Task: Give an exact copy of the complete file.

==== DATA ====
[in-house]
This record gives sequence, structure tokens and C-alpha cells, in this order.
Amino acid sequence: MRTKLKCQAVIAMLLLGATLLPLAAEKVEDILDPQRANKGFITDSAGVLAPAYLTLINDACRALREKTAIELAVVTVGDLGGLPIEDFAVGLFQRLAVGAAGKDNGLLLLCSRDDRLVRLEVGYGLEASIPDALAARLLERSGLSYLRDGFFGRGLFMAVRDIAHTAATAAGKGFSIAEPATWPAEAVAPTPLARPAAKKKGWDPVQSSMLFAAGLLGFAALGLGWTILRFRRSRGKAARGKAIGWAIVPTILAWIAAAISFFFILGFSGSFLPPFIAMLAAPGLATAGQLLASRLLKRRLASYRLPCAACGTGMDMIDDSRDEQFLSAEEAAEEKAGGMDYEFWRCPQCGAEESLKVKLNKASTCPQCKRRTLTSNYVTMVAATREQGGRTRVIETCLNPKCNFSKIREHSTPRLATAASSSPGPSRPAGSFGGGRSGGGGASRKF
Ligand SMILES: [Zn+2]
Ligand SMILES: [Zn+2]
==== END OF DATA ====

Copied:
[in-house]
This record gives sequence, structure tokens and C-alpha cells, in this order.
Amino acid sequence: MRTKLKCQAVIAMLLLGATLLPLAAEKVEDILDPQRANKGFITDSAGVLAPAYLTLINDACRALREKTAIELAVVTVGDLGGLPIEDFAVGLFQRLAVGAAGKDNGLLLLCSRDDRLVRLEVGYGLEASIPDALAARLLERSGLSYLRDGFFGRGLFMAVRDIAHTAATAAGKGFSIAEPATWPAEAVAPTPLARPAAKKKGWDPVQSSMLFAAGLLGFAALGLGWTILRFRRSRGKAARGKAIGWAIVPTILAWIAAAISFFFILGFSGSFLPPFIAMLAAPGLATAGQLLASRLLKRRLASYRLPCAACGTGMDMIDDSRDEQFLSAEEAAEEKAGGMDYEFWRCPQCGAEESLKVKLNKASTCPQCKRRTLTSNYVTMVAATREQGGRTRVIETCLNPKCNFSKIREHSTPRLATAASSSPGPSRPAGSFGGGRSGGGGASRKF
Ligand SMILES: [Zn+2]
Ligand SMILES: [Zn+2]